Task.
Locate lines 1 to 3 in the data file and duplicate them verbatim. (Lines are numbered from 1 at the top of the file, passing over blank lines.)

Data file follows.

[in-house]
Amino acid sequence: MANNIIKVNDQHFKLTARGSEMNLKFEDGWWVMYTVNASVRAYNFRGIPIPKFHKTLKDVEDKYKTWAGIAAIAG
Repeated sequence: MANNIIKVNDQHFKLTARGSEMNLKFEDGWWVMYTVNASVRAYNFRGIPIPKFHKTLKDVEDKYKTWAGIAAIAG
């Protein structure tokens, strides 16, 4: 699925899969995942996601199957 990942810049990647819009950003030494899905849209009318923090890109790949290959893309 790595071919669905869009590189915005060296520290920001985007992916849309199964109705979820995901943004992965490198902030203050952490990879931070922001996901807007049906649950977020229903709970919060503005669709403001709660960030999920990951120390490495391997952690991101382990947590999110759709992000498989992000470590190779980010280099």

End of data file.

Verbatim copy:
[in-house]
Amino acid sequence: MANNIIKVNDQHFKLTARGSEMNLKFEDGWWVMYTVNASVRAYNFRGIPIPKFHKTLKDVEDKYKTWAGIAAIAG
Repeated sequence: MANNIIKVNDQHFKLTARGSEMNLKFEDGWWVMYTVNASVRAYNFRGIPIPKFHKTLKDVEDKYKTWAGIAAIAG